At over two-and-a-half hours, Boogie Nights runs a bit long. Despite that, Anderson has still crafted an amazing film that deftly examines the cultural shifts of the 1970’s. Yes, outwardly Boogie Nights is a movie about the porn industry, but on a deeper level I wonder if Anderson was really saying something about how the freewheeling seventies ended up laying the groundwork for the conservative movement of the eighties.
Warner/New Line engineers use a VC-1 codec to transfer the movie’s original theatrical aspect ratio, 2.40:1, to Blu-ray disc. Colors are nice and vivid. See the blue, green, and pink lights inside the Hot Traxx nightclub, Dirk’s burgundy leisure suit, and the intensely red blood hemorrhaging from the nose of an underage coke whore. Black levels are as inky as they could be without the danger of crushed shadow detail, and contrast is perfect. Some of the scenes—like the hot tub sequence—are remarkably dimensional and lifelike. There’s a lot of handheld camerawork in the film—scattered in amongst Anderson’s long, sweeping, highly orchestrated dolly movements—so the focus isn’t always precise, but this really lends to the beauty and feeling of the film. In general, though, Boogie Nights boasts an impressive sense of clarity on Blu-ray, with lots of fine texture apparent in faces and newfound detail in the 1970s costumes. This is a visually stunning experience.
Just as impressive as this disc’s transfer is its Dolby TrueHD 5.1 audio track. Boogie Nights has has a soundtrack filled with one great song after another, and all of those disco and funk classics absolutely boom with this new transfer. Each song is brought to life with full-bodied dimensionality, filling your sound system.
Dialogue is clean and crisp and well prioritized, even when characters overlap each other Additionally, sound effects are strong and dynamic, without ever overwhelming. Between the dialogue and the music, there’s always something going on, with the full breath of the the speaker system being utilized. Even in the quieter scenes, there’s a level of ambience and atmosphere that adds extra punch to the story.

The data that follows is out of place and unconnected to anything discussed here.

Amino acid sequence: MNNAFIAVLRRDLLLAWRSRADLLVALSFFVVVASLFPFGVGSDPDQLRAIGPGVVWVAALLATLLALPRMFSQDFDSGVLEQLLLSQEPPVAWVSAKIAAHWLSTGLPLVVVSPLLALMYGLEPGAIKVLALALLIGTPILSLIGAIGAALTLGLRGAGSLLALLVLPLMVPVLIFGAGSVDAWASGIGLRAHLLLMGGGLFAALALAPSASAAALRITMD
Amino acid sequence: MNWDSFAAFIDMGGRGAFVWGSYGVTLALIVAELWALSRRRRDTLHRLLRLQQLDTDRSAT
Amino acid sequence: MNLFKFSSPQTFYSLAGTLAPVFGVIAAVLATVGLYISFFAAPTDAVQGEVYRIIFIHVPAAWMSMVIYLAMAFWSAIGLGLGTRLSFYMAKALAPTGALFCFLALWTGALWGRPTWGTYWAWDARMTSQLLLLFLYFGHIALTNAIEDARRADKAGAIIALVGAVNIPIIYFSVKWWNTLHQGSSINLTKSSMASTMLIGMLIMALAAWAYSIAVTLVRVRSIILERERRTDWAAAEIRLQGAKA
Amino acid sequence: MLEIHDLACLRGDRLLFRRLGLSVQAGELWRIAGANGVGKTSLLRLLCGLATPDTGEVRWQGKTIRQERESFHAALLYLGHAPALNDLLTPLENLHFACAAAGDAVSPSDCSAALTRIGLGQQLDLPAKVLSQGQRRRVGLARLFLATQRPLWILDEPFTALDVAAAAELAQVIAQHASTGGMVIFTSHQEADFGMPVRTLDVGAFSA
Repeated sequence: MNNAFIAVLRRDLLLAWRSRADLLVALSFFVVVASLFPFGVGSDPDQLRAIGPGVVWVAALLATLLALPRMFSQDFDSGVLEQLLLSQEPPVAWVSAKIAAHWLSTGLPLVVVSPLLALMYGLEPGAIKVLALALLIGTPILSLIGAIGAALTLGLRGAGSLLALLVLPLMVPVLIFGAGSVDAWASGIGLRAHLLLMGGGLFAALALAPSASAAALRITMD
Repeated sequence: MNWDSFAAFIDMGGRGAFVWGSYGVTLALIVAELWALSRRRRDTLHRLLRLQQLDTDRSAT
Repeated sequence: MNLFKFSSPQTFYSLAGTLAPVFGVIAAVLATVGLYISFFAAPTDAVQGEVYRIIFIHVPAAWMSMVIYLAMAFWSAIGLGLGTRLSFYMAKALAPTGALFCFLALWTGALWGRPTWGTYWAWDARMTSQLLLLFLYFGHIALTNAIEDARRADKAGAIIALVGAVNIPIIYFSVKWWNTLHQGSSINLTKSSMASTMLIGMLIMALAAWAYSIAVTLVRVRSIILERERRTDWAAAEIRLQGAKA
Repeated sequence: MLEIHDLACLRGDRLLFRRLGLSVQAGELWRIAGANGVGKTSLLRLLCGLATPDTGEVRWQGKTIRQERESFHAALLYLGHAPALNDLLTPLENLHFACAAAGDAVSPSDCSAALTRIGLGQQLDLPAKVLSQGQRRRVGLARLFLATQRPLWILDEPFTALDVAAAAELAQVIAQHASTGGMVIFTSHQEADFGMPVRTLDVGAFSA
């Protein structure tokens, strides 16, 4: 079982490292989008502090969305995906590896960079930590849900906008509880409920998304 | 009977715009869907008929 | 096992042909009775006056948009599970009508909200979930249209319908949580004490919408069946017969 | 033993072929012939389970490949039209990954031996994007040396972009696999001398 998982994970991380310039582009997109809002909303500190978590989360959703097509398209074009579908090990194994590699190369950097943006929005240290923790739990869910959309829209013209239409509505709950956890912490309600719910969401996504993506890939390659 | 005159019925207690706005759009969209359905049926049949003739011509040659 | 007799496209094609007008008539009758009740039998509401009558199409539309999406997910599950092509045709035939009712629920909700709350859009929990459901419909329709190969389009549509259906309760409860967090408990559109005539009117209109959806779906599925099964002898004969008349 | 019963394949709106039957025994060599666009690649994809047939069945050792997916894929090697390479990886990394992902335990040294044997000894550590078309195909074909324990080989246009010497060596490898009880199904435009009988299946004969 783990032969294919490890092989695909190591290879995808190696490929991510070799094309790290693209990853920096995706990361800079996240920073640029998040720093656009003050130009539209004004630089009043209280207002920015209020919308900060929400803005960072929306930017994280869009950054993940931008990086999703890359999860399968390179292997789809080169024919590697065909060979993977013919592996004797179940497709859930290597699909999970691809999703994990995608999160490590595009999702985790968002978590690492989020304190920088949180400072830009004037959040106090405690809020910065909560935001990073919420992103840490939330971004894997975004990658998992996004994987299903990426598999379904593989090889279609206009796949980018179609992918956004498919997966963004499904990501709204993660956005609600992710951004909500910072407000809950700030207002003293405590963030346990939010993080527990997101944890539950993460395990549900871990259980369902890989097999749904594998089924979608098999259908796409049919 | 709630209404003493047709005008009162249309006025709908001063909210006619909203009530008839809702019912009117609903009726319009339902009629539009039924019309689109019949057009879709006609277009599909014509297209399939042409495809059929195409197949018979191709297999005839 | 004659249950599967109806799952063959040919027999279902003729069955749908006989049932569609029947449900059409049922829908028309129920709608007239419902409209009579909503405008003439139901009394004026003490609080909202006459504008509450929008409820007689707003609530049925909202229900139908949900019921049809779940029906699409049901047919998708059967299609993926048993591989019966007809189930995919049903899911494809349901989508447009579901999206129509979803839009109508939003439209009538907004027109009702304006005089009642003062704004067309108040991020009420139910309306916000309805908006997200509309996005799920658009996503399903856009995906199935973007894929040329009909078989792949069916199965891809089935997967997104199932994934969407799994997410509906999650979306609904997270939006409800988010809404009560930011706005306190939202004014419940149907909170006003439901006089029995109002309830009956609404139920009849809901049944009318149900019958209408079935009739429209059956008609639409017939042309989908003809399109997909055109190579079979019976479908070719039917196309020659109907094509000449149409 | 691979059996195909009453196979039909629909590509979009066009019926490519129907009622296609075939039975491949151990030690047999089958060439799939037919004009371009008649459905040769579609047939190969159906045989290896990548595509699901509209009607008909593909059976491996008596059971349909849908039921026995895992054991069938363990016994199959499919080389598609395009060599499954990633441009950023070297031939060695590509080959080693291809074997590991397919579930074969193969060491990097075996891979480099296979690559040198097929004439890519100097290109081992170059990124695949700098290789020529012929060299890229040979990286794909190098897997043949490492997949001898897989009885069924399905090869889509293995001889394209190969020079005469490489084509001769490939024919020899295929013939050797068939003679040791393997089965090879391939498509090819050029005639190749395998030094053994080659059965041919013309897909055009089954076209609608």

While the box says there are mixes in English, German, Latin Spanish, and Castillian Spanish, this English track is the only audio option. There are also subtitles in English SDH, German, and Spanish.
Boogie Nights on Blu-ray offers the following special features:
• Commentary Tracks The disc comes loaded with two commentary tracks, both of them absolute must-listens. The first is Paul Thomas Anderson alone. He’s totally engaging, always swearing and pointing out what sequences he distilled from one of his favorite directors. He’s also young enough to have listened to other directors’ commentary tracks, which makes him an even savvier guide to the film. Also included is a track with Paul Thomas Anderson and several members of the cast (Mark Wahlberg, John C. Reilly, Don Cheadle, Julianne Moore, William H. Macy, Luis Guzman and Heather Graham). The track is P.T.A. interviewing one actor or a couple of actors and then he spliced the whole thing together. Why this works better than most is the way that he edited it. For example, in one scene Mark Wahlberg talks about how Luis Guzman was high. Later on, PTA asks Guzman if he was high, citing his previous conversation with Wahlberg. Both tracks are essential.
• The John C. Reilly Files (SD, 15:10 total) In these outtakes and longer cuts of existing scenes, Reilly has some fun and does some improvising. Three scenes are included: “Swim Trunks,” “Waiting for Todd,” and “Mixing with Nick.”
• Deleted Scenes (SD, 29:28) Ten scenes in all, which offer some unexpected gems.
• Music Video: “Try” by Michael Penn (SD, 3:11) P.T. Anderson directed this impressive single-shot music video, which is “set in the longest hallway in North America,” according to Anderson’s optional commentary.
• Theatrical Trailer (SD, 2:24)